Financial Condition of Insurers
Overview: Evaluating Insurance Accounting Changes
The Potential Consequences of Proposed Reporting Changes
Dr. Steven Weisbart, CLU, of the Insurance Information Institute talks about a proposed change to accounting standards.
In the U.S., insurance companies are governed by an accounting system known as the Statutory Accounting Principles (SAP). SAP is similar to the Generally Accepted Accounting Procedures (GAAP), but insurance companies must provide more detailed balance sheet information.
Since 2001, the London-based International Accounting Standards Board (IASB) has been formulating a set of global accounting standards. The European Union (EU) has also started work on Solvency II, a framework directive aimed at streamlining and strengthening solvency requirements across the EU in an effort to create a single market for insurance. In turn, the Financial Accounting Standards Board (FASB), the accounting governance entity for the U.S., has been considering adoption of IASB and Solvency II standards.
The new accounting rules include a complex “exit value” approach to accounting for liabilities that raises several concerns for the insurance industry.
Key Concerns about “Exit Value” Valuation
The “exit value” concept relies on the presence of a strong secondary market and a reliable price for insurance policies, as there are for securities of various kinds. Theoretically, then, a profit or loss can be calculated immediately after an insurance policy has been issued. In practice, such transfers of liability virtually never occur, particularly in the case of property/casualty insurance contracts. As a result, the insurance industry has raised several concerns:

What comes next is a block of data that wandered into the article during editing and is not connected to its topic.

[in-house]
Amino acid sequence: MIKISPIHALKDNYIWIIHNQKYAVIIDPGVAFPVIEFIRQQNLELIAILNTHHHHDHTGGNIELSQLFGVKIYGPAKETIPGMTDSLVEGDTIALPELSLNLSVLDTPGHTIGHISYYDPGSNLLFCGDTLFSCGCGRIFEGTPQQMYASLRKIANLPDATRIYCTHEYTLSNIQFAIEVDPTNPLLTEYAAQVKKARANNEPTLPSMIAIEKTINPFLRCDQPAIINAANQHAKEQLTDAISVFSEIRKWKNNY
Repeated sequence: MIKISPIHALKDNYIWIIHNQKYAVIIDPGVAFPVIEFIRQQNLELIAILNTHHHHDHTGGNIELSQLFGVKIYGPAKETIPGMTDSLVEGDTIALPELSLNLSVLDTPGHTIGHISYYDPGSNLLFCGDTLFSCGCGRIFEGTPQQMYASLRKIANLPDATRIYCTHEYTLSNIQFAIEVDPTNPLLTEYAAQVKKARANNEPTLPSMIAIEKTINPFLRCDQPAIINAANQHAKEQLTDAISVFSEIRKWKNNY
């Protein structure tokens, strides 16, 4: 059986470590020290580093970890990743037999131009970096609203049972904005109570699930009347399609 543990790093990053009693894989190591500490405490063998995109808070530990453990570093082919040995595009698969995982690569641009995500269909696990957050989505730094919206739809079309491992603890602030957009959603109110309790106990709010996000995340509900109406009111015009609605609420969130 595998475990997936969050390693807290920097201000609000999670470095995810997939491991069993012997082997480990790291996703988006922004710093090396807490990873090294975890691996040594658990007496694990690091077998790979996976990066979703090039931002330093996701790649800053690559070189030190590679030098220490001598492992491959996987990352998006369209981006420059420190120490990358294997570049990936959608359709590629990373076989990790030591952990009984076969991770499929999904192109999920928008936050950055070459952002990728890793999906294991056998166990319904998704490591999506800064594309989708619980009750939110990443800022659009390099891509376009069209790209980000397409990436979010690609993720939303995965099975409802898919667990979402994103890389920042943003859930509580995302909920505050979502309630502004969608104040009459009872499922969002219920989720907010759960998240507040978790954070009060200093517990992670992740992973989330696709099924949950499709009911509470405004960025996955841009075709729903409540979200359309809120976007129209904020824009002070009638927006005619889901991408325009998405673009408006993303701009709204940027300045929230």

- Decreased Investor Interest in Insurance Companies—The volatility and complexity of the “exit value” approach may dampen the enthusiasm of some potential investors who will be discouraged by the difficulty of evaluating financial statements. As a result, some companies fear it will be more challenging to raise money, and this could lead to higher insurance prices.
- Undue Revelation of Proprietary Business Practices—The “exit value” approach may force companies to reveal proprietary information, which could result in a competitive disadvantage.
- The Need for Field Testing—The insurance industry advocates a field test of “exit value” accounting, with companies using this approach on a trial basis in their actual filed financial statements. This test would determine whether the new approach creates unintended or unrepresentative results, whether they can be reliably audited, whether the approach is expensive or unreasonably difficult to implement, and whether there are ambiguities that might produce inconsistent interpretations of desired practices from one company to another.
- III White Paper—Accounting: International Standards and Solvency II
An in-depth review of accounting standards and proposed changes impacting the insurance industry.